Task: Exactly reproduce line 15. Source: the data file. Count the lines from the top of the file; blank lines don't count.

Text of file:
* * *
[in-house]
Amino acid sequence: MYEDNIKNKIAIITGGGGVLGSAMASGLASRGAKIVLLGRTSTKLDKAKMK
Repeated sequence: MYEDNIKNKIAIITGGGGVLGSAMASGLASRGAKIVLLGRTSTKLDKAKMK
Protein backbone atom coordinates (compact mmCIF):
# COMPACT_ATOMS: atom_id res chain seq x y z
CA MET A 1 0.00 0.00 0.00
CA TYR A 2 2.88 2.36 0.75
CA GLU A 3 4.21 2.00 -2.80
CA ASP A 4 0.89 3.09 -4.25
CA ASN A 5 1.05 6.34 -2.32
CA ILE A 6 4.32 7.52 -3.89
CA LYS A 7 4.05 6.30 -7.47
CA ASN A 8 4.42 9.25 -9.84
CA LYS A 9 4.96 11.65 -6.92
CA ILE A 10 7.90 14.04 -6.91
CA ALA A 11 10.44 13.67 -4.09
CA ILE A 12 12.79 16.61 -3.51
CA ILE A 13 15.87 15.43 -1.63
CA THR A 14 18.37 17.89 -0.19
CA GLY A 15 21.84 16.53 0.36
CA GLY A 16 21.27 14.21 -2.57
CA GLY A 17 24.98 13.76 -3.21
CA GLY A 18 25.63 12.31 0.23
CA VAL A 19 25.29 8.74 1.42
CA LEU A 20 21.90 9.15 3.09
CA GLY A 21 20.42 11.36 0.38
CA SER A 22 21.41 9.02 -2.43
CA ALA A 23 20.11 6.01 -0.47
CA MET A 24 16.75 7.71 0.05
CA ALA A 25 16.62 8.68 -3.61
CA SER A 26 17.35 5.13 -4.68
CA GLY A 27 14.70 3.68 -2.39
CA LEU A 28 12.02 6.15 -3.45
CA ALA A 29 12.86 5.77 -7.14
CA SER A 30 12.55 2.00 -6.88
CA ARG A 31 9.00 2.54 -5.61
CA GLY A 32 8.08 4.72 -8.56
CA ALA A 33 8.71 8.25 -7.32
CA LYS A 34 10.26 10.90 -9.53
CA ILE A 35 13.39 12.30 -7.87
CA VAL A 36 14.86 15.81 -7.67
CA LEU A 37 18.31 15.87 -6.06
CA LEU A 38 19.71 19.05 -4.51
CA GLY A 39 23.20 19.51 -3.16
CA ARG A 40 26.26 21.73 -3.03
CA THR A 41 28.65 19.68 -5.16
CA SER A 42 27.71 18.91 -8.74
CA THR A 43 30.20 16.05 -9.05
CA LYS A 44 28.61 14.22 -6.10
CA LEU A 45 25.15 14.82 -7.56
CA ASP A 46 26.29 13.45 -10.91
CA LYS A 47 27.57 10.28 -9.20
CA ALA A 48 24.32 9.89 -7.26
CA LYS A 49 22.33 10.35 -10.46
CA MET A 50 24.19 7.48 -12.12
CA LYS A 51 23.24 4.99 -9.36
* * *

CA ILE A 10 7.90 14.04 -6.91